- The date Bashir gives for when Odo was infected with the virus, 49419, "almost three years ago," is conspicuously long. This must have been some time during season 4 (while on Earth during the events of "Homefront"), and the first time he linked with any changeling after the relevant stardate was during the events of "Broken Link". However, the events of that episode led to his becoming a solid, suggesting that he would no longer be able to support the virus. Odo likely was reinfected by the female changeling during the Dominion occupation of DS9. However, it can be argued that the fact that some of his morphogenic cells were still inside him when he was Human (leading to his transformation "The Begotten"), then the virus could be carried in these latent cells.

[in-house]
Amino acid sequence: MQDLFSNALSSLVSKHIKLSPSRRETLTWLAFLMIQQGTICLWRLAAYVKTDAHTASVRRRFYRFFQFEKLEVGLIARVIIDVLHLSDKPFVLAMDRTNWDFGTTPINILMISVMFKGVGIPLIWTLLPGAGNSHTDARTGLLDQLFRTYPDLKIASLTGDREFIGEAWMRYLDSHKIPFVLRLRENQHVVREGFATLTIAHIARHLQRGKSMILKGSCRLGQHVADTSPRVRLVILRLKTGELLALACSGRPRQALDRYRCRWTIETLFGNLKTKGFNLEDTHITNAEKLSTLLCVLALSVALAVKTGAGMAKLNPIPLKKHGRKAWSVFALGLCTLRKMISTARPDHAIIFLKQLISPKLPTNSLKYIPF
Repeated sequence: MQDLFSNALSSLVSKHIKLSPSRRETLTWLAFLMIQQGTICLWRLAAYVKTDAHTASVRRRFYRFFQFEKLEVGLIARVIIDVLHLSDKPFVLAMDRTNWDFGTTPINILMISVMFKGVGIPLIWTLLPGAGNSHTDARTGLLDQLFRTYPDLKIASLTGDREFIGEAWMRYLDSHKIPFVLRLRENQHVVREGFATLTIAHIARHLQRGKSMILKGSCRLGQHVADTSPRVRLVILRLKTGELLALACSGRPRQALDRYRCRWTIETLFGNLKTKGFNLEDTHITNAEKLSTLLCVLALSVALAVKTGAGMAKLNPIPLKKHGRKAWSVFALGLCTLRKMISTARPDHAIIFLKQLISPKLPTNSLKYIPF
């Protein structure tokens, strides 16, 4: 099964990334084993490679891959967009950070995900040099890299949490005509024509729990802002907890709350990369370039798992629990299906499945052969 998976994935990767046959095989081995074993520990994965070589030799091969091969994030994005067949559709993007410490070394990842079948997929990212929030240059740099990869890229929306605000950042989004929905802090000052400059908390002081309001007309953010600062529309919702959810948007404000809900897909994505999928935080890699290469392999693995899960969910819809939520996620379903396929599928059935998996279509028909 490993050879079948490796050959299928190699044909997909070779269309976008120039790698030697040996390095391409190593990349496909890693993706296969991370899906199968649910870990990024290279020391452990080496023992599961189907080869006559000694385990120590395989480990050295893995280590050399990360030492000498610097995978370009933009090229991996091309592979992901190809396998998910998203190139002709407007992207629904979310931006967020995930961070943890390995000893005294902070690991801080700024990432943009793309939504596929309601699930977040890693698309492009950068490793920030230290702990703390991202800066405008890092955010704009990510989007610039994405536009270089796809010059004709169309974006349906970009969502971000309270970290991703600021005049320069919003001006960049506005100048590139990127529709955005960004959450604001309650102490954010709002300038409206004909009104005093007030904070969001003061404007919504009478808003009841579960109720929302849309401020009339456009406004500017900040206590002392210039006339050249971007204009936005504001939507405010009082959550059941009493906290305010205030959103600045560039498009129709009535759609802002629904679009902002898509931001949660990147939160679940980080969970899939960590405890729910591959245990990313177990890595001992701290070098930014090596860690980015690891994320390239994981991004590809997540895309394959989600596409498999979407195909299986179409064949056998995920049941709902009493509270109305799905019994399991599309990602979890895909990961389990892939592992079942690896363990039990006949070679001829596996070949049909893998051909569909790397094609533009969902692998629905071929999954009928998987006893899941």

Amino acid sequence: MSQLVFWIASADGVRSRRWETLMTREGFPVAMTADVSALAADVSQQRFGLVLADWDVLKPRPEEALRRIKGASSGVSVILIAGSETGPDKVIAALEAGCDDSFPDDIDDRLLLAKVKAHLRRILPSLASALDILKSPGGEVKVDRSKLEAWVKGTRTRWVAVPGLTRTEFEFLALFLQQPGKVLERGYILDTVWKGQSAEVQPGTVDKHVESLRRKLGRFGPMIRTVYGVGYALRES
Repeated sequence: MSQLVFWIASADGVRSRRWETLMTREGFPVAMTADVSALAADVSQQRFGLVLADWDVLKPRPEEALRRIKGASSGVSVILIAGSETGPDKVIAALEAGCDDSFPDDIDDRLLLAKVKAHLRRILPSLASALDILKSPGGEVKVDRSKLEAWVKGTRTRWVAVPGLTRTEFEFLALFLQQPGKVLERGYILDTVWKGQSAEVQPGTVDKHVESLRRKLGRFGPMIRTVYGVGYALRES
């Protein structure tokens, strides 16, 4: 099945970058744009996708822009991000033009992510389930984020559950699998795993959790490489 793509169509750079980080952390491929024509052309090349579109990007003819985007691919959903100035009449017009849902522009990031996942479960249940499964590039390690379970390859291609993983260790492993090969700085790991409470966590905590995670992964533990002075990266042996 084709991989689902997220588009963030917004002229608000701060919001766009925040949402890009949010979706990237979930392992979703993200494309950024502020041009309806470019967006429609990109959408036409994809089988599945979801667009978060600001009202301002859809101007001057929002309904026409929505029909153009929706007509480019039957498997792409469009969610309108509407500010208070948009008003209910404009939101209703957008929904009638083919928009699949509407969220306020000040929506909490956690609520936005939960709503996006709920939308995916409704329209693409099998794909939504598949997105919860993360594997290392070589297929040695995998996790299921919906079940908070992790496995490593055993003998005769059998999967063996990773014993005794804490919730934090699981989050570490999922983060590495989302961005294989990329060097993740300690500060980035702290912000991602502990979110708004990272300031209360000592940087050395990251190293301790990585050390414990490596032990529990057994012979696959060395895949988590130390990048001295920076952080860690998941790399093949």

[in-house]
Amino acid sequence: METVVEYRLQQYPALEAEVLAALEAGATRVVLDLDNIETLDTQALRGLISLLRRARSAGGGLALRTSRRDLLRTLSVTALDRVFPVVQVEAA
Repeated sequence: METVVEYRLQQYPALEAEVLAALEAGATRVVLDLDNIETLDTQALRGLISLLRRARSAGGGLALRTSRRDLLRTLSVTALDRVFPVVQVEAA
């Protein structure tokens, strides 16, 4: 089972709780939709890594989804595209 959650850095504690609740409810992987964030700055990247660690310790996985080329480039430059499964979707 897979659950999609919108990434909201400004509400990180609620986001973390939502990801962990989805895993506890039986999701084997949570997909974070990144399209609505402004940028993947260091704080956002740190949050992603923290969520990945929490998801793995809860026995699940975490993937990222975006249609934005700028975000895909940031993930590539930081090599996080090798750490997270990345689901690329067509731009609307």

-- Renegade54 17:41, 25 May 2007 (UTC)
Removed a spoiler on Gowron's death. I don't think that episode pages should contain spoilers for future episodes. It seems to me that the episode pages should serve as a companion to the series. I've been watching DS9 from start to finish and consulting each episode's article after watching, and while I've fortunately already seen how DS9 ends, I don't think someone on their first run through would appreciate having an event as unexpected and important as Gowron's death spoiled. 220.127.116.11 05:32, 18 September 2007 (UTC)
Stardate for When it Rains Edit